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The term Baltic Republics referred to the three Soviet Republics of Estonian SSR, Latvian SSR, and Lithuanian SSR. The independent states of Estonia, Latvia and Lithuania, who had gained sovereignty in 1918, were annexed by the Soviet Union in 1940. After a period of German belligerent occupation from 1941 to 1944-1945, the countries were re-integrated as constituent parts of the Soviet Union. They regained their independence in 1991 and are now jointly referred to as the Baltic States.
While forming part of the Soviet Union, the three Republics were usually referred to as "Pribaltika" in Russian. This term, although rooted in Russian history, was perceived as disdainful, as approximately meaning "Baltic territories". Balts themselves preferred the more sovereign-sounding term "Baltiya".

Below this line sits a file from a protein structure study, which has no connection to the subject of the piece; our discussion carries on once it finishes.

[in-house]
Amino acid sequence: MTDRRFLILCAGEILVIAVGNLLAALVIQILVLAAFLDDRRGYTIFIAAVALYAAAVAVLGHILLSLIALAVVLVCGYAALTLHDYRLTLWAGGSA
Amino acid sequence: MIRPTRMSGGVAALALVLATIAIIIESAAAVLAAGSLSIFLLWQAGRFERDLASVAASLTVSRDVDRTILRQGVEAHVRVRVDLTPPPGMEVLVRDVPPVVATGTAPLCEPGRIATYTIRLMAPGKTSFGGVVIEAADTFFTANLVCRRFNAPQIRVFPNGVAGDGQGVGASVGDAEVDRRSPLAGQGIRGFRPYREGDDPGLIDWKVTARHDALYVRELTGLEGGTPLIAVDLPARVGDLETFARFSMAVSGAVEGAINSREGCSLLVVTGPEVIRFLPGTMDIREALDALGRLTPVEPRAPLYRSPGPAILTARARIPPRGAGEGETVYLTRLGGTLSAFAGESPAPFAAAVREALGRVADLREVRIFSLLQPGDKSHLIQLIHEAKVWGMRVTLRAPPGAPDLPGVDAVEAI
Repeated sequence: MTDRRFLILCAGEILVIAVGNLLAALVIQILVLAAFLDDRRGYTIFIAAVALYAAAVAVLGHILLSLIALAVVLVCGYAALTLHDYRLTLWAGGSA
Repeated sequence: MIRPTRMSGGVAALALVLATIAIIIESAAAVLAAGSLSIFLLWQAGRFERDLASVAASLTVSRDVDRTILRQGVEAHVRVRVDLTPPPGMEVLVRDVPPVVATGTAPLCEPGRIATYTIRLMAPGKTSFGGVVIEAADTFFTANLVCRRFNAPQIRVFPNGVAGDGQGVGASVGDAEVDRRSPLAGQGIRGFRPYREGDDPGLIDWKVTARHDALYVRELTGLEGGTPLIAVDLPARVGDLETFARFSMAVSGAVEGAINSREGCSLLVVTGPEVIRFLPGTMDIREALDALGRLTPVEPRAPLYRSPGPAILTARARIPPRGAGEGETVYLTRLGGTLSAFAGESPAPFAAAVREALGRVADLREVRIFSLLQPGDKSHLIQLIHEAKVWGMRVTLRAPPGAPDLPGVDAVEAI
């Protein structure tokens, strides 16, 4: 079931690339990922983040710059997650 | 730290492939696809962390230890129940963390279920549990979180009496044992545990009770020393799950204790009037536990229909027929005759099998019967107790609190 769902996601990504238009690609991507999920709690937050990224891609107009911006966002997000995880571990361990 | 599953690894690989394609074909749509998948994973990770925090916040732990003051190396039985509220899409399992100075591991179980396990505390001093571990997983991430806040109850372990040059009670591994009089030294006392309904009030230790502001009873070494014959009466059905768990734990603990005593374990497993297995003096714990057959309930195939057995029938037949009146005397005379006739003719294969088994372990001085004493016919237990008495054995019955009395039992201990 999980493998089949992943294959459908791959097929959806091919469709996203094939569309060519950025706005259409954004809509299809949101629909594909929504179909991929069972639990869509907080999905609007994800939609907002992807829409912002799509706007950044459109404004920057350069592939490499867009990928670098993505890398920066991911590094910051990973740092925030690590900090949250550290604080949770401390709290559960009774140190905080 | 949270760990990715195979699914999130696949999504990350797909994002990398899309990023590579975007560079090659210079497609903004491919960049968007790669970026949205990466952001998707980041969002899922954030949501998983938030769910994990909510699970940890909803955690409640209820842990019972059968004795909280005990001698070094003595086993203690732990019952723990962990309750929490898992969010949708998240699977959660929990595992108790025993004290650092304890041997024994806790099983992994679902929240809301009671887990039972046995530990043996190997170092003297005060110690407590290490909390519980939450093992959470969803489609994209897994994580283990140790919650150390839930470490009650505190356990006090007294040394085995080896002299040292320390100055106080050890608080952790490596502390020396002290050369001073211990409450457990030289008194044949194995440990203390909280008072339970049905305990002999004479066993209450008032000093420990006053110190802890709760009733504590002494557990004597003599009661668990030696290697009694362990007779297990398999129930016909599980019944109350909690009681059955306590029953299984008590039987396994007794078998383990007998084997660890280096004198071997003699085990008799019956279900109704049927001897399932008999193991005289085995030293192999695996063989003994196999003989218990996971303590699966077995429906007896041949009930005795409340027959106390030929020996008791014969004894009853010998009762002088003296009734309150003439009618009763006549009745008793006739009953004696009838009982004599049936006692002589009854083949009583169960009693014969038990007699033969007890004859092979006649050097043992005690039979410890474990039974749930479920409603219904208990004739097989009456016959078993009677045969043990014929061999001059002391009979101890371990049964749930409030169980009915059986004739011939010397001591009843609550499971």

The fifteen Soviet Socialist Republics (SSR) that made up the USSR in the post-War period, including the three Baltic Republics, formally kept a form of sovereignty, retaining the option to leave the Union. In practice the USSR was however a highly centralized state ruled from Moscow. The Soviet Union conducted a policy of russification by encouraging ethnic Russians to settle in the Baltic Republics. Thus, today, about one-third of the population of Estonia is non-Estonian, mostly Russian or Ukrainian. In Latvia the figure is almost one-half, especially in the capital of Riga. The local languages had the status of official languages next to Russian, and they were still partly used in school, in the streets and the local administrative apparatus. However, a large part of people spoke Russian only, and almost everybody had to learn and use Russian in much of their daily life. Soviet cultural policy, which encouraged multiculturalism, allowed Estonians, Latvians and Lithuanians to preserve a high degree of Europe-oriented national identity. In Soviet times this made them appear as the "West" of the Soviet Union in the cultural and political sense, thus as close to emigration a Russian could get without leaving the USSR. Having gained independence, the strong national identity, and the fact of already having been sovereign before the War, facilitated the Baltic States' transition into independence and a liberal constitutional order.
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